The Department of Pharmacology in collaboration with the former Alcohol Research Center (ARC) is in a unique research position because its long history of achievement in classical genetics (development of selected lines and inbred strains of mice) is now proving critical to new molecular genetic approaches. In particular, lines of mice selected for differences in the acute actions of ethanol (Long and Short Sleep) and for differential development of acute tolerance (High and Low Acute Functional Tolerance) provide an opportunity to define the genes that are responsible for these different actions of ethanol. Pharmacology faculty have used the Quantitative Trait Loci (QTL) method to delineate chromosomal regions that contain these genes. Soon, these regions will be narrowed to allow the serious gene “hunting” that will, it is hoped, lead to the first identification of genes responsible for alcohol action. Once identified, the role of these genes in human alcoholism can be determined. Several strong possiblities have been identified by this process.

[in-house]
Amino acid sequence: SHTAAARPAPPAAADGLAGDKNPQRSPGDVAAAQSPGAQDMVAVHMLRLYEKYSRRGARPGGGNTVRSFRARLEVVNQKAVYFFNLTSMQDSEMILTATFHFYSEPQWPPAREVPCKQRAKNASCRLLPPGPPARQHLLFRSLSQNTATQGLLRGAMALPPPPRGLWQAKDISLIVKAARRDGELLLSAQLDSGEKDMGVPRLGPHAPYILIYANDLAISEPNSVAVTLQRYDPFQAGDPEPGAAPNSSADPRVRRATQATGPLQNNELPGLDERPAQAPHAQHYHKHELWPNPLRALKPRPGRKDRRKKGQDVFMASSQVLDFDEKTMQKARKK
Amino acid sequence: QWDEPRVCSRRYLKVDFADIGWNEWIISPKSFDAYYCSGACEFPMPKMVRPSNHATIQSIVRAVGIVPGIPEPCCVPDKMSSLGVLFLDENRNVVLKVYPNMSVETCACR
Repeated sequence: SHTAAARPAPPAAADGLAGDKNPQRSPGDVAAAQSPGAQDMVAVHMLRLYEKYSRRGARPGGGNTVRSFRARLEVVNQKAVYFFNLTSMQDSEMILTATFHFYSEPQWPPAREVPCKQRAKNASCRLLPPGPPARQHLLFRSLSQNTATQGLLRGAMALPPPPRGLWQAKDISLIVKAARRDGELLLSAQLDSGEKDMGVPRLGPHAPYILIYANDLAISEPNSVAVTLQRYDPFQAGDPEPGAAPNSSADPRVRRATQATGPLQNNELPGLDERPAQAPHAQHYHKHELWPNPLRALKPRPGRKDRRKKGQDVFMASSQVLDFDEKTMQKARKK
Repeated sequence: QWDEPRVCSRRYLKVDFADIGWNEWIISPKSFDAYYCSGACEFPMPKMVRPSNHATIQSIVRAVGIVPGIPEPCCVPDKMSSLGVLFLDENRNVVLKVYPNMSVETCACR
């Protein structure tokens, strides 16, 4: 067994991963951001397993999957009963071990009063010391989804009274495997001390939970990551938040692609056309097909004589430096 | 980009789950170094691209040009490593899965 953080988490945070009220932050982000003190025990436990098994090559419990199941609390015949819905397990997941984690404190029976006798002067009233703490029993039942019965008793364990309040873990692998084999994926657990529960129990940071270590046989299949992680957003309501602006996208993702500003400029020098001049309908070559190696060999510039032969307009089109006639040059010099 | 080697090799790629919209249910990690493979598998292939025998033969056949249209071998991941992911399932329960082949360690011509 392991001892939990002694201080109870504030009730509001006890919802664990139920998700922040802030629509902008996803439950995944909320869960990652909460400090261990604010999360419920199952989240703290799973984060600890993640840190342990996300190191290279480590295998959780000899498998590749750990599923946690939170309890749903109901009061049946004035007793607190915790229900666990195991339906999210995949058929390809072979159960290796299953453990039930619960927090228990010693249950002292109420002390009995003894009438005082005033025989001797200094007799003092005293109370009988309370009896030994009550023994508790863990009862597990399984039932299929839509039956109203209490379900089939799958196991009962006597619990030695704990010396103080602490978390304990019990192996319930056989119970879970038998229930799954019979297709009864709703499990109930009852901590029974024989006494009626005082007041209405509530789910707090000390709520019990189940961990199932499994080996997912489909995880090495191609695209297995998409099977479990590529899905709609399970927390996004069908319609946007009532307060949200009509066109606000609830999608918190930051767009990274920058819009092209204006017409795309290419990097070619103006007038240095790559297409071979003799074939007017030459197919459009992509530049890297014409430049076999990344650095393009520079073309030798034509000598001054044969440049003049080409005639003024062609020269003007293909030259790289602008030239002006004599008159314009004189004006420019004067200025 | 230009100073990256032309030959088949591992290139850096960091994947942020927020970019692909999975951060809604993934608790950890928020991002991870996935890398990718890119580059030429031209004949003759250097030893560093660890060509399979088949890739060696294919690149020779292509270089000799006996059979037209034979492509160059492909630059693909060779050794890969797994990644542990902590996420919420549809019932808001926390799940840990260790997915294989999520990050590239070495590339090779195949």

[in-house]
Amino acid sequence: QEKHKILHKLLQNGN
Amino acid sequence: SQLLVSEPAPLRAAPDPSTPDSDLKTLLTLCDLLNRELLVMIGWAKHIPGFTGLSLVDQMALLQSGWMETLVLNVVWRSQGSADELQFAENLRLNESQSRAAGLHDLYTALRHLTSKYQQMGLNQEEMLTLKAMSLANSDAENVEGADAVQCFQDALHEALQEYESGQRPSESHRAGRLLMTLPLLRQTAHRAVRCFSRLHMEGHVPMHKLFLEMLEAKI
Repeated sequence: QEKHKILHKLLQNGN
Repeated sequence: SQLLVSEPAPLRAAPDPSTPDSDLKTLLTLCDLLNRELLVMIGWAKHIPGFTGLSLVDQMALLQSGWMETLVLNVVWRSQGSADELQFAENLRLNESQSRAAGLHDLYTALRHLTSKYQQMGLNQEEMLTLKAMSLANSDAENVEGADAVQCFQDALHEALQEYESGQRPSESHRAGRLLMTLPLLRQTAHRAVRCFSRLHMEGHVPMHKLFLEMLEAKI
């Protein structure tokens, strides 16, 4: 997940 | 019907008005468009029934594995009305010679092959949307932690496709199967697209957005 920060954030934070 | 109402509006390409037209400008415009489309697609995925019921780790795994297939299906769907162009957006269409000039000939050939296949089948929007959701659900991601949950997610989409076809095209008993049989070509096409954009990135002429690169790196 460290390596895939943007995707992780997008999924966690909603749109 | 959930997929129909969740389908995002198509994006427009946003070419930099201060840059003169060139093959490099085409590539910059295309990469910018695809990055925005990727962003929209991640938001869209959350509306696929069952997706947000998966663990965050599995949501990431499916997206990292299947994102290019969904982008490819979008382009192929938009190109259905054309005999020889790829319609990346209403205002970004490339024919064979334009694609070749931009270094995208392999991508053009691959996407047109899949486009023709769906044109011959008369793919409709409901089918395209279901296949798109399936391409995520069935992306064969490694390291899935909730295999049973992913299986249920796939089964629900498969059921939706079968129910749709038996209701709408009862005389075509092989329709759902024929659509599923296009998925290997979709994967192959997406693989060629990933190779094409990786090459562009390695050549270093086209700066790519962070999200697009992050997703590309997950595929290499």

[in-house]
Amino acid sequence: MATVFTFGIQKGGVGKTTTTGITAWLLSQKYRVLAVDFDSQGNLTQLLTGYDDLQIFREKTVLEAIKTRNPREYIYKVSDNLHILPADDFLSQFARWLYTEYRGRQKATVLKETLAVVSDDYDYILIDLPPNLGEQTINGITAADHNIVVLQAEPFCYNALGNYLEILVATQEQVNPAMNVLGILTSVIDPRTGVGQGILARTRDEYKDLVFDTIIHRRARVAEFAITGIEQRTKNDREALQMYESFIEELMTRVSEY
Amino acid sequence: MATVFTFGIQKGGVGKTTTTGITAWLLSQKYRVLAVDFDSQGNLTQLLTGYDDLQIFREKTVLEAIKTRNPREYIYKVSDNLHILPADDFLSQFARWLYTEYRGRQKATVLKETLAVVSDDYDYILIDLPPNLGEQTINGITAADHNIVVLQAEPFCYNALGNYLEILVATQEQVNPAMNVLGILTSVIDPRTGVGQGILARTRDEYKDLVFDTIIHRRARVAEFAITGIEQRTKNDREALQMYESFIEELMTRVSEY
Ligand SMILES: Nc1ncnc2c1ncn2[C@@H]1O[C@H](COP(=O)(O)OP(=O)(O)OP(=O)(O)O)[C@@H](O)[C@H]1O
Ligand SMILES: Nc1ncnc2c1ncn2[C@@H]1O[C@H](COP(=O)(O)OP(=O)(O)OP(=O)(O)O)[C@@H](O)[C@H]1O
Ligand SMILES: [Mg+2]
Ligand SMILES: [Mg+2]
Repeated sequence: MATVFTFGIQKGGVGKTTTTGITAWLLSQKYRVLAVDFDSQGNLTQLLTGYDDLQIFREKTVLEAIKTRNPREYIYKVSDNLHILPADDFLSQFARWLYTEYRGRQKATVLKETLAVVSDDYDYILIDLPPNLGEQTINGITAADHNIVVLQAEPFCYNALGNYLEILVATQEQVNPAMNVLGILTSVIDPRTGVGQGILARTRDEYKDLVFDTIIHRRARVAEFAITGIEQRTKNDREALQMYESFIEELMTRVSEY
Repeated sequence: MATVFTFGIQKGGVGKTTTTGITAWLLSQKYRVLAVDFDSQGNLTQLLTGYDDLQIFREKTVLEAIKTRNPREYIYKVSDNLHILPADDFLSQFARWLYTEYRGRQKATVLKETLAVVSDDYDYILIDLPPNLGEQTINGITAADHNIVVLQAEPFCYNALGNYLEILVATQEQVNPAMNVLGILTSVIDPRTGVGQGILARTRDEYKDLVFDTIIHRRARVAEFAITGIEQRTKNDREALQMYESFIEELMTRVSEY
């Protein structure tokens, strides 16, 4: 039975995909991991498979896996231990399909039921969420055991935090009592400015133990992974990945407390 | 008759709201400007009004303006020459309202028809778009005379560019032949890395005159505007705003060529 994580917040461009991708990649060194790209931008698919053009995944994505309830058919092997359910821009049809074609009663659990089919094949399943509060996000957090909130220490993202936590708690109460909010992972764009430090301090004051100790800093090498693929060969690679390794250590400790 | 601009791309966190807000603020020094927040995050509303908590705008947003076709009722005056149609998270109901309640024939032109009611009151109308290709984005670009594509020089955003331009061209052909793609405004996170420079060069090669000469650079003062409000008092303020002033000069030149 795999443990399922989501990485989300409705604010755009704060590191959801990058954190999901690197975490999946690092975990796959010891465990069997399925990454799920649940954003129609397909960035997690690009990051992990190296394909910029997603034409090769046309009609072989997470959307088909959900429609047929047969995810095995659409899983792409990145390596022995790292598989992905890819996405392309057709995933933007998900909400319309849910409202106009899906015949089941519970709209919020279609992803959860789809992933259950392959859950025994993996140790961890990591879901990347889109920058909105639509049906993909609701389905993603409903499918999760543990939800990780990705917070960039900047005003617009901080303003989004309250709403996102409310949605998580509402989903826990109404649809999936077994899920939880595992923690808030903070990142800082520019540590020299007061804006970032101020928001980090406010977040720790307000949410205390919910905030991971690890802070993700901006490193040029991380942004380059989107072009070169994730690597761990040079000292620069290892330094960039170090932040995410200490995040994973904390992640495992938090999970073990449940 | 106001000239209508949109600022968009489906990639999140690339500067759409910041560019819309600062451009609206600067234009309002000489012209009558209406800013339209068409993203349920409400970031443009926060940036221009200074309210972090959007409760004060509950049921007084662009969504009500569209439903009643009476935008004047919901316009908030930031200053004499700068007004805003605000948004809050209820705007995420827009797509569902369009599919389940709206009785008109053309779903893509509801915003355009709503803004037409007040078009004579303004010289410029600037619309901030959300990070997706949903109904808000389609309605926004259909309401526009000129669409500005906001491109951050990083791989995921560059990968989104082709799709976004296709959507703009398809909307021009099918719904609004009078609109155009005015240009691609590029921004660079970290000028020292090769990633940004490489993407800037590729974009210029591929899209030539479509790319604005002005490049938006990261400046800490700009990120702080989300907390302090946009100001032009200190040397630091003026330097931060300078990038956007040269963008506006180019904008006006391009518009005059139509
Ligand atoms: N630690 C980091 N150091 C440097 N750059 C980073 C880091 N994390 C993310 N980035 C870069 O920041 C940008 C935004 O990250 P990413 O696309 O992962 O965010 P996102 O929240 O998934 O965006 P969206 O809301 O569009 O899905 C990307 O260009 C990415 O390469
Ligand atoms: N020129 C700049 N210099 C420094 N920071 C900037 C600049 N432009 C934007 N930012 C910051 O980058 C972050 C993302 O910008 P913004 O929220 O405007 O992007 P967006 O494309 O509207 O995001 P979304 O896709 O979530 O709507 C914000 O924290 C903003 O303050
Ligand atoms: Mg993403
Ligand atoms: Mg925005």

Understanding genetic differences in alcohol action also requires information about the neuropharmacology of the drug. Only recently have we begun to understand which synaptic signaling systems are affected by alcohol. Faculty within the Department of Pharmacology are leaders in this area showing actions of ethanol on the excitatory glutamate receptors (NMDA, AMPA, and kainate subtypes) and the inhibitory GABA and glycine receptors.
The Department of Pharmacology and its integration of pharmacologists, classical geneticists, molecular biologists, electrophysiologists, and neurochemists is entering a new era with the hope that the most exciting times are yet to come and that the molecular and genetic mechanisms of alcohol intoxication, tolerance, and dependence will be revealed in much greater detail in the future.
Ph.D., 2009, Univ. of California, Berkeley
We are interested in dissecting the distinct functions of synaptic cell-adhesion molecules implicated in neuropsychiatric disorders and addiction in the context of disease-relevant brain circuits. Using cutting-edge multidisciplinary techniques, we are able to interrogate these molecules with cell-type and synapse-specific resolution.
Ph.D., 2003, Univ. of Alberta
We study synaptic mechanisms by which neuromodulators like dopamine and acetylcholine are encoded in mesolimbic and nigrostriatal circuits through GPCRs. We study the basic biology of these circuits and the alterations that occur in neurological and psychiatric diseases.
Ph.D., 1974, City Univ. of New York
Neuropharmacology; mechanisms of alcohol tolerance, dependence, and craving; genetic aspects of alcohol dependence and affective disorders; biochemical/molecular biological/genetic analysis of CNS receptors and signal transduction systems.